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Program helps schedule irrigation

The decision of when to irrigate is very important. Many times the first irrigation is started late, causing the crop to stress due to a lack of water. If irrigation is delayed until visible stress symptoms (such as plant wilting) appear, the crop has already suffered some amount of damage.

How long it lasts and when the stress occurs will determine how the crop's development is affected and whether the result will be a lower yield and/or poor quality, which reduces the profit potential for the producer.

The University of Arkansas irrigation scheduling computer program is a very good tool for determining when to water crops such as corn, soybeans, cotton, and grain sorghum so moisture stress can be avoided or at least reduced.

The program is designed to require a limited amount of readily available data and to be straightforward and easy to use. A regional location for the farm, the names of the fields, the type of crops planted, emergence dates for the crops and a start date for when the soil moisture is estimated will have to be entered for each field. This should be done at or soon after planting; information can be changed later if needed.

The initial data entry should take no more than five minutes per field once the user is familiar with the program.

The farmer then has to keep up with the maximum daily temperature, the amount of rainfall received, and when fields are irrigated. Recording of the data begins on the date selected for estimating the beginning soil moisture conditions and continues until the crop is near maturity. The maximum daily temperature can be obtained from a local newspaper, radio, or television report and Arkansas farmers can automatically download temperatures from the nearest weather station through the Internet.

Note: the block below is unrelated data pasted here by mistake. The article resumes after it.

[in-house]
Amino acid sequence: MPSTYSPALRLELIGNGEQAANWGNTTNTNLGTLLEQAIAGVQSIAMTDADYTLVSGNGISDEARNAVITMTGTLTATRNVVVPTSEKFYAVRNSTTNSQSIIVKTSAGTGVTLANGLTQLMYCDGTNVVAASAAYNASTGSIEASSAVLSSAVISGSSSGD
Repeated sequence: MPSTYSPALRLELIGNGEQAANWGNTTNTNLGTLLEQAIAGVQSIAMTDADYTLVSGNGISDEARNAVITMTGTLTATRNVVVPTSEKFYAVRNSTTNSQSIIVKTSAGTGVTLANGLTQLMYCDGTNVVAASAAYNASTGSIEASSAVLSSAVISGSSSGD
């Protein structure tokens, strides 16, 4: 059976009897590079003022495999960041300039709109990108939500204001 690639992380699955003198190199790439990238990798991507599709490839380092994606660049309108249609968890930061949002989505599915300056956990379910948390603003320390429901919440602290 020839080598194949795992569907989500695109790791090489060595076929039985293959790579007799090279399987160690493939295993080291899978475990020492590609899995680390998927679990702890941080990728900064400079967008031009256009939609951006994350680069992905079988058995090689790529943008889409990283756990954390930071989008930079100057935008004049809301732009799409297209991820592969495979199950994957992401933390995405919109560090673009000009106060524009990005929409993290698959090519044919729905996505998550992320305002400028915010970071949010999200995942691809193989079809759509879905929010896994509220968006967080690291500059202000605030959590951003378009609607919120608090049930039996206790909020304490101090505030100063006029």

Since rain can vary so much over a farm, the rainfall measurement should be taken from rain gauges in or near the fields.

The data does not have to be entered every day, but the data should be entered at least once a week. Entering data through the season should take only about 30 minutes a week for up to 20 fields.

An allowable deficit is set for each field, and it is used to determine when the crop has reached the point that it needs to be irrigated. The program keeps up with the daily crop water use. If the allowable deficit is 2 inches, the program will recommend irrigation when the crop has used approximately 2 inches of water from the soil.

The program presents recommended allowable deficits that have been determined from research studies and on-farm demonstrations. Once the data is entered, the scheduling program can predict when irrigation is needed over the next 10 days. The prediction is based on the expected maximum temperatures and no rainfall occurring in the 10 days.

The irrigation scheduling program is used by many Arkansas farmers and by growers in at least five other states. It is also used in the Cooperative Extension Service's Research Verification programs for soybean, cotton, corn and grain sorghum.

Drainage, soil type and rainfall should be considered for individual fields. When these conditions are combined with the farmers' judgment, the irrigation scheduling program can be a valuable asset in coordinating labor and water resources to satisfy crop water needs.

First-time users of the program usually think it is causing them to water too early and maybe too often. In most cases, by the end of the season, they see the benefit of improved yields by following the programs recommendations on when to irrigate.

The computer program can be downloaded from the Internet at no charge by going to The program is also available on compact disk (CD), through an Arkansas county Extension office for a cost of $15.

If you have questions or suggestions on topics please contact me: Phil Tacker, 501-671-2267 (office), 501-671-2303 (fax), 501-944-0708 (cell), or [email protected] (e-mail).

Phil Tacker is a University of Arkansas Extension ag engineer.

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